This is the Web Components based UI. It aims to be lighter-weight and more future-proof than the current Polymer v1 UI, but functionally identical.
You will install a node.js, npm and npx via cipd (they usually come together). You should always use the same node/npm/npx used in bots. Please use
gclient sync to fetch them.
After doing a git pull, before running any make commands, you must run:
This should only be required once per pull (in case package.json was updated).
To build the pages for deploying, run:
The output of the dist/ folder will have the bundled HTML, JS and CSS files. This should be checked in so as to fit with the App Engine deployment setup.
To build the pages locally for demoing/developing, run:
Then, navigate to http://localhost:8080/newres/swarming-index.html to see one of the demo pages. You can navigate to newres/[foo] where foo is one of the modules (found in ./modules/) or one of the top level HTML files (found in ./pages/). The pages in ./modules have mock data, so those are generally more useful.
The list of all demo pages so far (for easy clicking):
By default, the login is mocked so it works w/o an internet connection, but if testing the real OAuth 2.0 flow is desired, a client_id may be specified (see
swarming-index-demo.html for an example). Be sure to also allow
localhost:8080 for that client_id.
Any file matching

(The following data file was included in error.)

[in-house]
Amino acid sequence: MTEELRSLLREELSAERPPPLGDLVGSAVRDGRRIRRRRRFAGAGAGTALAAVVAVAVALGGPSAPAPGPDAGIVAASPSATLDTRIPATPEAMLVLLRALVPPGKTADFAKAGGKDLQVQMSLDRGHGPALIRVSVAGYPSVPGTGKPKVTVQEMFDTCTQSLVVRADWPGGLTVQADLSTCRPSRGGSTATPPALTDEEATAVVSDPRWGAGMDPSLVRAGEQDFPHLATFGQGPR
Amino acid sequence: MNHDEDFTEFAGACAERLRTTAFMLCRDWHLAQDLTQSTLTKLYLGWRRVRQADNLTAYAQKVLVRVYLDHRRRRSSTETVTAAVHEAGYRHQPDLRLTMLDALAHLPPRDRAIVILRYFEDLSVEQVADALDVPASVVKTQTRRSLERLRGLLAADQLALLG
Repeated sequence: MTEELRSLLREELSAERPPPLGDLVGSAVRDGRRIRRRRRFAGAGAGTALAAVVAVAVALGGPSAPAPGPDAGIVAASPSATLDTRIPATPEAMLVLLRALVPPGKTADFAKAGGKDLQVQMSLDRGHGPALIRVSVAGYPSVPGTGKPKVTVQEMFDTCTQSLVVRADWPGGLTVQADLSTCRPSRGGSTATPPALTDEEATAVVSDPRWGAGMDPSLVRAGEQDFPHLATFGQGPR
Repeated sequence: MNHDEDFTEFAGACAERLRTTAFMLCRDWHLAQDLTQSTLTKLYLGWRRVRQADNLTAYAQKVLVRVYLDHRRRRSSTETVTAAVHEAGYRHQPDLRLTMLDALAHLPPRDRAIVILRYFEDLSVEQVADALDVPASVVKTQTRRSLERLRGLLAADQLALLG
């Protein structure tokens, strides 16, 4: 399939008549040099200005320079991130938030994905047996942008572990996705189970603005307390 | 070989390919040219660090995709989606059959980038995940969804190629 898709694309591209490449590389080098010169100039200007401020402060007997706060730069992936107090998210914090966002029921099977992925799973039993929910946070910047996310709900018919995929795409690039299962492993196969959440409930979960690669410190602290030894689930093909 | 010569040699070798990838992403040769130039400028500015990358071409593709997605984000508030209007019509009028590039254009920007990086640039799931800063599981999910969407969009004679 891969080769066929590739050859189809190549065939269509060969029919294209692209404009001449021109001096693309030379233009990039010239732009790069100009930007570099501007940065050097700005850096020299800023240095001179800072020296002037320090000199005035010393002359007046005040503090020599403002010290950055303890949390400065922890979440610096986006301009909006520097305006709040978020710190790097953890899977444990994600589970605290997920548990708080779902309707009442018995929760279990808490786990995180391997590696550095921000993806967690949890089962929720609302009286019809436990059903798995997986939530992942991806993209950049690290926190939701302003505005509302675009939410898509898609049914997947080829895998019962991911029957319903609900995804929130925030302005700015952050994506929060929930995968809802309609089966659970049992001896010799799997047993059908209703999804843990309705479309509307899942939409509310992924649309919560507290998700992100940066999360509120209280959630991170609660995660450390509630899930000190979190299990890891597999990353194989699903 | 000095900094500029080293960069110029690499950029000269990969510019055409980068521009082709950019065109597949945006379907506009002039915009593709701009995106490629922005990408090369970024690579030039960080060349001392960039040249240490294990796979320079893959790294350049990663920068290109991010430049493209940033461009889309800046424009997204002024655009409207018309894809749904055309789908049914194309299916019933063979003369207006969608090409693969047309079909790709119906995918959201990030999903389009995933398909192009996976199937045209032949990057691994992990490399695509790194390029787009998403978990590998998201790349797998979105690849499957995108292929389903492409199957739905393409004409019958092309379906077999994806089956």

modules/**/*_test.js will automatically be added to the test suite. When developing tests, it is easiest to put the tests in “automatically rebuild and run” mode, which can be done with
To run all tests exactly once on Firefox and Chrome (assuming those browsers are present):
If a test is failing, it can be difficult to debug w/o a browser given the fact that the code is bundled and minified before testing. To ease this a little bit, many assertions have been modified by adding an (undocumented) second param. This second param will be shown if the assertion fails and can make it a little easier to track down. For example:
expect(...).toContain('foo', 'foo is very important to be in this string)
The easiest way to debug a failing test is to run it in a browser and use DevTools. To facilitate that, run:
and navigate to http://localhost:9876/debug.html. A suggested workflow to deal with the minified code is to add a few breakpoints, then use the log messages to access the lines inside the minified source (DevTools can unminify it, to a point). Then, add breakpoints and go from there.
When debugging certain tests, it may be useful to prefix the
describe statement with a letter ‘f’ (for force). Then, only tests with the ‘f’ prefix will run. Conversely, tests can be disabled with an ‘x’ prefix.
We use JSDoc to document the modules. While the documentation is readable inline, it can be easier to browse in a web browser.
To generate the HTML docs, run
which will open docs/index.html after build.